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Isaac Walton was born in 1593, at London, where he followed the trade of a sempster. But on account of the dangers of the times, and having probably acquired a decent competence, he retired in 1643 from business and from London; and afterwards lived sometimes at Stafford, but for the most part in the families of eminent clergymen, by whom he was much respected and beloved. He died in * 1683, in his ninetieth year, exhibiting a strike ing proof how much calm pursuits, with a mind pure and at ease, contribute to prolong the period of human existence.
Walton is celebrated as a biographer, and particularly as an angler.
1. His first work was a Life of Dr. Donne,
dean of St. Paul's, undertaken at the request of sir Henry Wotton. It was published in 1640, prefixed to a collection of Donne's Sermons in folio.
2. On the death of sir Henry Wotton in 1639, Walton published a collection of his works, entitled Reliquia Wottoniane, with his life prefixed.
3. His next Life was that of the celebrated Hooker, which he undertook at the request of his friend Dr. Gilbert Sheldon, afterwards archbishop of Canterbury.
4. While under the roof of his friend and patron, Morley, bishop of Winchester, he wrote the Life of Mr. George Herbert. The above were collected and published in a small octavo volume, in 1675, with a dedication to Winchester.
5. In 1677, he published several pieces of Dr. Robert Sanderson, bishop of Lincoln,, together with a sermon of Hooker, in an octavo volume, with a life of the bishop prefixed.
6. But the work by which he is probably most known, is, “ The complete Angler, or Contemplative Man's Recreation;" published in 1653, 12mo, adorned with cuts of most of the fish mentioned in it. This is written in
the form of dialogue. The first is between an angler, a huntsman, and a falconer, of whom the latter thus speaks in praise of his favourite recreation.
And first for the element I used to trade in, which is the air, an element of more worth than weight, ån element that doubtless exceeds both the earth and water: for though I sometimes deal in both, yet the air is most properly mine. I and my hawks use that, and it yields us most recreation. It stops not the high soaring of my noble, generous falcon. In it she ascends to such a height as the dull eyes
of beasts and fish are not able to reach to; their bodies are too gross for such high elevations. In the air, my troops of hawks soar up on high, and when they are lost in the sight of men, then they attend upon
and converse with the Gods. Therefore I think my eagle is so justly styled Jove's servant in ordinary; and that very falcon, that I am now going to see, deserves no meaner a title, for she usually in her flight endangers herself, like the son of Dædalus, to have her wings scorched by the sun's heat, she flies $0 near it. But her mettle makes her careless of danger ; for then she heeds nothing, but makes her nimble pinions cut the fluid air, and so makes her highway over the steepest mountains and deepest siyers, and in her glorious career looks with con.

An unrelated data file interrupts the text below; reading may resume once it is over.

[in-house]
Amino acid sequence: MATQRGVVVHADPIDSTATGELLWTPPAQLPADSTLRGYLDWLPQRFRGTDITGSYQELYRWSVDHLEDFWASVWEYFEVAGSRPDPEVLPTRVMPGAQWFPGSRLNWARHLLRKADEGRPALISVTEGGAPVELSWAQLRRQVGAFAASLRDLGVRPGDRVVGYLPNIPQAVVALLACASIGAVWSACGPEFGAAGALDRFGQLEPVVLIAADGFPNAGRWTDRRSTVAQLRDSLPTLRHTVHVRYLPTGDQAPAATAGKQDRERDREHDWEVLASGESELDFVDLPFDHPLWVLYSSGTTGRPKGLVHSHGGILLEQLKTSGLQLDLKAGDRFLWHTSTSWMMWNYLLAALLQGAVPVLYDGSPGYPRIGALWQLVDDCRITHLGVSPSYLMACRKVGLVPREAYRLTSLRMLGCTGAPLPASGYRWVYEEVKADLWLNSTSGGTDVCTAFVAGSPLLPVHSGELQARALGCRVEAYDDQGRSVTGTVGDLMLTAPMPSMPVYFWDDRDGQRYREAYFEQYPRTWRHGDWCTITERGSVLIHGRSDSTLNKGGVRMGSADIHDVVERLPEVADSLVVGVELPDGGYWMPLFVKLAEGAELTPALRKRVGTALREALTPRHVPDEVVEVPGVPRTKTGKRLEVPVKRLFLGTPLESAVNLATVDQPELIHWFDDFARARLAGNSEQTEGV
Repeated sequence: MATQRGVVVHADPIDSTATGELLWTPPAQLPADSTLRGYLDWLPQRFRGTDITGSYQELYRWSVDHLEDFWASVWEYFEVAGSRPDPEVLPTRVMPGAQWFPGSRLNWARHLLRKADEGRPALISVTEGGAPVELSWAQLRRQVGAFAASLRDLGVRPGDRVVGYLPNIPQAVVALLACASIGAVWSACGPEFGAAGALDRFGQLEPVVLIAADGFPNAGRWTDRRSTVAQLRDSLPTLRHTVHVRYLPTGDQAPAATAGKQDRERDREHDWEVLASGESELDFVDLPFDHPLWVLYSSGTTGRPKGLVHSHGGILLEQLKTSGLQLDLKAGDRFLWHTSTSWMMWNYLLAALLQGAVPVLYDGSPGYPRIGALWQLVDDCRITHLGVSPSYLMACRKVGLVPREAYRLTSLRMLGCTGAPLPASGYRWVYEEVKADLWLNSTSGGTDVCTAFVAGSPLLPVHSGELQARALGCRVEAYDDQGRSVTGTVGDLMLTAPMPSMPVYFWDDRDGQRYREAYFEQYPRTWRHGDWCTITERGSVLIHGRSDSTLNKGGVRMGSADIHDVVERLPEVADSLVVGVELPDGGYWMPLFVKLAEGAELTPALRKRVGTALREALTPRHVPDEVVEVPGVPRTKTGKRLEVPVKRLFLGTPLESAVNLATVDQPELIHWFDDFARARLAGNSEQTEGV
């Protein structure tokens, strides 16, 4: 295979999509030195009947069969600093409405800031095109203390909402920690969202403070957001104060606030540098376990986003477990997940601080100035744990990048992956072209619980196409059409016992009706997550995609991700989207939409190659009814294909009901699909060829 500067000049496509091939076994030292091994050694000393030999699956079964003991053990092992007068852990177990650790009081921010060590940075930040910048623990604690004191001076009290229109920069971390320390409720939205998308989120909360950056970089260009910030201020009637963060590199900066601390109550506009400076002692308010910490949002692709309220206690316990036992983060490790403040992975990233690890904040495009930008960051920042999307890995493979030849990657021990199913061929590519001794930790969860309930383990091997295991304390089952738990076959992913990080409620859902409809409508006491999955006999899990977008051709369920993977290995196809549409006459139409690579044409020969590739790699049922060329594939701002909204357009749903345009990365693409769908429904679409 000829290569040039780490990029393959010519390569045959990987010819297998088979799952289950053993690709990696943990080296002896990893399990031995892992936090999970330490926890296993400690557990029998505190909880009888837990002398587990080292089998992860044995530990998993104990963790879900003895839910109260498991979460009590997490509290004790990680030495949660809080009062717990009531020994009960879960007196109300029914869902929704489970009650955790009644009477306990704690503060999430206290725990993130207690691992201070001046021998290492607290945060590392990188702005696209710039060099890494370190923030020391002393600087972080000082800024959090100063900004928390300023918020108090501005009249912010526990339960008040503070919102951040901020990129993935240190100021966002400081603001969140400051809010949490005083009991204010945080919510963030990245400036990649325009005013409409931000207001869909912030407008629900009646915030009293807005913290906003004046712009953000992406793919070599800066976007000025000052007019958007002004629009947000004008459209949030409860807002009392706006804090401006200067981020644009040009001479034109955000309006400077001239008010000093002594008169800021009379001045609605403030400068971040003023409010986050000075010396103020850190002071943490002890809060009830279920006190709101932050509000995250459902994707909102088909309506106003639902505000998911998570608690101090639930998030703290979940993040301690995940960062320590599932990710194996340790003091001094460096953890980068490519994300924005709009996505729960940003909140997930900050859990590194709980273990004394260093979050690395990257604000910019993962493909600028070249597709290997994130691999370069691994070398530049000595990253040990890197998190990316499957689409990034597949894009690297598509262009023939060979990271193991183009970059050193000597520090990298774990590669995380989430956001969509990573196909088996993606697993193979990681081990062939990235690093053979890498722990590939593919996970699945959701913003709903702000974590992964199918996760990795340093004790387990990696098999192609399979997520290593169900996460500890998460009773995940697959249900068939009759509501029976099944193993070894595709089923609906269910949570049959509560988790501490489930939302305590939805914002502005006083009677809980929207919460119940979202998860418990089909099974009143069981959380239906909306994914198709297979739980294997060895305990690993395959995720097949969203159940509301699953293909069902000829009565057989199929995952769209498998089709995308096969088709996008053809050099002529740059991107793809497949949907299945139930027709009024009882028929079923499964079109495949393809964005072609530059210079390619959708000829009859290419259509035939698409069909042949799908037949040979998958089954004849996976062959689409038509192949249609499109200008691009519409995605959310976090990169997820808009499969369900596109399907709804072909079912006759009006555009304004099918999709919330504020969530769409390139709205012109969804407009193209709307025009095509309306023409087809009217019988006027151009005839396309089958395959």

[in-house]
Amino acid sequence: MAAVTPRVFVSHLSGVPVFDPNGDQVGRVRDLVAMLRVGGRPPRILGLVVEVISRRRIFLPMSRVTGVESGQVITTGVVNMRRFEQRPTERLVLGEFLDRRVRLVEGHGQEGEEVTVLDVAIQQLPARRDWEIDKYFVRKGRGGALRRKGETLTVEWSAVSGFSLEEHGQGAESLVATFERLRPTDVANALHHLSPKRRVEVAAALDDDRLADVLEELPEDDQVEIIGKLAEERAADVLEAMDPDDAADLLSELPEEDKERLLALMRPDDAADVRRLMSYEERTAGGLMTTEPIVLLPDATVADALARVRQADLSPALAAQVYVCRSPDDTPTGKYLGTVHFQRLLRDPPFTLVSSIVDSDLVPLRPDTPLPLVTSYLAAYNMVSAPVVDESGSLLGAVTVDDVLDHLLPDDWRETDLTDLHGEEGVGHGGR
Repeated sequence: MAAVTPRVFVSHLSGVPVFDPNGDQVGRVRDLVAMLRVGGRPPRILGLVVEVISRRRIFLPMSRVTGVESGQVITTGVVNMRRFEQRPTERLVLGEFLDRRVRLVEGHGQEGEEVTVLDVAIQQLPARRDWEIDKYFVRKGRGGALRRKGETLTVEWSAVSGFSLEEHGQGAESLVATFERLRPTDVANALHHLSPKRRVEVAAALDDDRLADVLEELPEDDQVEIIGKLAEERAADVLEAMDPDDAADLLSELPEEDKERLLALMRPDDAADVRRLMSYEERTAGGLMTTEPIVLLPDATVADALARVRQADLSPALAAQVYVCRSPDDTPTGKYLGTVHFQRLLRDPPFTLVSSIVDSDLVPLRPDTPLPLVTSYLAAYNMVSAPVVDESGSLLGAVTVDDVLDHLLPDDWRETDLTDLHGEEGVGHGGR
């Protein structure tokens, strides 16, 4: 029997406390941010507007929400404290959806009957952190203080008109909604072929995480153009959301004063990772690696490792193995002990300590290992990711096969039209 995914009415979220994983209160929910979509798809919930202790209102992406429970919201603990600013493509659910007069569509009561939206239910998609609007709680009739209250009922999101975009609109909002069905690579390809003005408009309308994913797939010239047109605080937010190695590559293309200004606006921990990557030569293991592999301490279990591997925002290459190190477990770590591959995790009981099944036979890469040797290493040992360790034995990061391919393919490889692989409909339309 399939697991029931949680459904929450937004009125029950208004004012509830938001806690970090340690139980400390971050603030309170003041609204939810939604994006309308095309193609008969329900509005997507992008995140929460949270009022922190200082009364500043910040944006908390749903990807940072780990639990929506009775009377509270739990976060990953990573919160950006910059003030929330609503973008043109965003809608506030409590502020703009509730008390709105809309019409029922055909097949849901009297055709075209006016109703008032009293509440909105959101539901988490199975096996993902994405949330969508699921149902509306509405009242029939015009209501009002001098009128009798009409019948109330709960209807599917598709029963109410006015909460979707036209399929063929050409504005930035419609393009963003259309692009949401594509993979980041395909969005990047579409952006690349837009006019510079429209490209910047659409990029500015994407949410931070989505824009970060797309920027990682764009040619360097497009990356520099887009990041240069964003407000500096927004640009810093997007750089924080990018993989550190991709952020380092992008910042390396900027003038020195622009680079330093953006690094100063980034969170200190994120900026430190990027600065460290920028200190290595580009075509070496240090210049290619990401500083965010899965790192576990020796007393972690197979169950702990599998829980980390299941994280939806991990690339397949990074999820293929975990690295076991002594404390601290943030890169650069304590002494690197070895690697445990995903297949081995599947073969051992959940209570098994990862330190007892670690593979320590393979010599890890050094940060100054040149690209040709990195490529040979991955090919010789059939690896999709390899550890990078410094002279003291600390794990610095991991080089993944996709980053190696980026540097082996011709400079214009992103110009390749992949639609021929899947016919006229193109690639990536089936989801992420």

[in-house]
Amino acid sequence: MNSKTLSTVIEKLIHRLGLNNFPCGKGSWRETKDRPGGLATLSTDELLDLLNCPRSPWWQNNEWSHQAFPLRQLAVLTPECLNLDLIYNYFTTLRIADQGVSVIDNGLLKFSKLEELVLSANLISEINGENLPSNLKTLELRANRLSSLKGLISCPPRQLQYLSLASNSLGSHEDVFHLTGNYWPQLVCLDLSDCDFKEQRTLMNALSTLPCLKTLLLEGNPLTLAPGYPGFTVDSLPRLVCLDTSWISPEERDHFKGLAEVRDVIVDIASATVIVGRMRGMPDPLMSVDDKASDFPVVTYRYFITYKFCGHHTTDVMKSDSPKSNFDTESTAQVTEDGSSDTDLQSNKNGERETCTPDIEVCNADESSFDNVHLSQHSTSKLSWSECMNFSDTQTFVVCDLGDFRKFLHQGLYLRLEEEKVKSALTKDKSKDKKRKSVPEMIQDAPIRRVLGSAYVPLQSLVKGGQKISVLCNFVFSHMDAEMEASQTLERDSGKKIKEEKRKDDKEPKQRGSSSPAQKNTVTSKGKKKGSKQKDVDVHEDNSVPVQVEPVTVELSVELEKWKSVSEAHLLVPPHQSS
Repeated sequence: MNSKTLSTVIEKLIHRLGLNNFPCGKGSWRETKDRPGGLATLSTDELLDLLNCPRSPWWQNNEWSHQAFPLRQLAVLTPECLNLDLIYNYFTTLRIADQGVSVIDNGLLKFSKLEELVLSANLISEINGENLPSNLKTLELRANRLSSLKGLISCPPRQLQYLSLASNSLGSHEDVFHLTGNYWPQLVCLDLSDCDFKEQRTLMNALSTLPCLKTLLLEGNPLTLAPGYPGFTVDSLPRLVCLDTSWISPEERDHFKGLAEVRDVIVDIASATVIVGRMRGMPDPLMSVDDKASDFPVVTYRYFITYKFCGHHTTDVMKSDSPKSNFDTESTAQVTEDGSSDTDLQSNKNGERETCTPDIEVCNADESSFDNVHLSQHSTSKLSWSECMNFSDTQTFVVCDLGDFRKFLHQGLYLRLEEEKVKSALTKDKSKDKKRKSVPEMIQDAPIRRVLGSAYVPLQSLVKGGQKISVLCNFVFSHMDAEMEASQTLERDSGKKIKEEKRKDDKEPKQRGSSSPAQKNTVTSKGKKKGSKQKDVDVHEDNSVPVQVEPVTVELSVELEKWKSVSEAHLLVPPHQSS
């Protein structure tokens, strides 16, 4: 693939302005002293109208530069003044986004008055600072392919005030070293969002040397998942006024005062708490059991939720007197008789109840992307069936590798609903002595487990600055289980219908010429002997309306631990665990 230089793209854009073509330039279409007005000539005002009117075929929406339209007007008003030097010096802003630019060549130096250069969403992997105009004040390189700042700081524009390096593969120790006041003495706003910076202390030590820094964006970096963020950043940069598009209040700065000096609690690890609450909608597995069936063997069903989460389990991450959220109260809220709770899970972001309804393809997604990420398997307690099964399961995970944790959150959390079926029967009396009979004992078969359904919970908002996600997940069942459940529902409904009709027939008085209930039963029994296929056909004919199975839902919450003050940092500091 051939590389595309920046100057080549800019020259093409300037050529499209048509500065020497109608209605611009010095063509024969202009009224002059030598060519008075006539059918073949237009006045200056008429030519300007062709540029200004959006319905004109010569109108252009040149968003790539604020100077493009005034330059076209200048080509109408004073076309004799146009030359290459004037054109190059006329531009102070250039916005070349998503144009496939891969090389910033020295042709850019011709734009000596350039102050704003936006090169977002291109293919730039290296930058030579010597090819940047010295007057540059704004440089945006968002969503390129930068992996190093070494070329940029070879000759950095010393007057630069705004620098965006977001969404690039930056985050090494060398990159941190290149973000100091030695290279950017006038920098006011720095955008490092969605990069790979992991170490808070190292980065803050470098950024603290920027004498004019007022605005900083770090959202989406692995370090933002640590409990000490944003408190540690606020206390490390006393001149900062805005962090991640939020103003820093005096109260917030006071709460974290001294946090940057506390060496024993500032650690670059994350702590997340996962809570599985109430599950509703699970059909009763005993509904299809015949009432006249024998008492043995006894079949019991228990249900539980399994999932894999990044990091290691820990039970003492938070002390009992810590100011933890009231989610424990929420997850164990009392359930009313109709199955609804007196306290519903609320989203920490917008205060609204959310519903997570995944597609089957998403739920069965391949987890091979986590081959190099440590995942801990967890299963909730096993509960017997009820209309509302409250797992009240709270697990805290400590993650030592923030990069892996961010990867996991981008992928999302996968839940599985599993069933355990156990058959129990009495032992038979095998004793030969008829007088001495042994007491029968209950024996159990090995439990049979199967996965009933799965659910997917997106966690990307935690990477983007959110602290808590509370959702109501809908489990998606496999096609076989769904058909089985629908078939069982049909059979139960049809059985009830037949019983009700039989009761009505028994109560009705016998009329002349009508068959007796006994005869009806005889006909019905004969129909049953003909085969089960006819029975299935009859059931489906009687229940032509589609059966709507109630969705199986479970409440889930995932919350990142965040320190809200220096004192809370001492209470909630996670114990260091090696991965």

tempt upon those high steeples and magnificent palaces which we adore and wonder at; from which height I can make her to descend by a word from my mouth, which she both knows and obeys, to accept of meat from my hand, to own ine for her master, to go home with me, and be willing the next day to afford me the like recreation,
Nay more, the very birds of the air, those that be not hawks, are both so many, and so useful and pleasant to mankind, that I must not let them pass without some observations.
As first the lark, when she means to rejoice; to cheer her. self and those that hear her, she then quits the earth, and sings as she ascends higher into the air; and having ended her heavenly employment, grows then mute and sad to think she must descend to the dull earth, which she would not touch but from peces sity.
How do the blackbird and thrassel with their melodious voices bid welcome to the cheerful spring, and in their fixed months warble forth such ditties as no art or instrument can reach to!
Nay, the smaller birds also do the like in their particular seasons, as, namely, the leverock, the tit-lark, the little linnet, and the honest robin, that loves mankind both alive and dead,
But the nightingale, another of my airy creatures, breathes such sweet loud music, out of her little ina
strumental, that it may make mankind to think miracles are not ceased. He that at midnight, when the very labourer sleeps securely, should hear as I have, very often, the clear airs, the sweet descants, the natural rising and falling, the doubling and redoubling of her voice, might well be lifted above earth, and say, Lord, what music hast thou provided for the saints in heaven, when thou affordest bad men such music on earth!
There is also a little contemptible winged creature, an inhabitant of my aerial element, namely, the laborious bee, of whose prudence, policy, and regular government of their own commonwealth, I might say much, as also of their several kinds, and how useful their honey and wax is, both for meat and medicines to mankind; but I will leave them to their sweet labour, without the least disturbance, believing them to be all very busy at this very time amongst the herbs and flowers that we see nature puts forth this May-morning.
Chap. or Dialogue 4th. The Angler speaks.
Look, under that broad beech-tree, I sat down, when I was last this way a-fishing, and the birds in the adjoining groves seemed to have a friendly contention with an echo, whose dead voice seemed to live in a hollow tree, near to the brow of that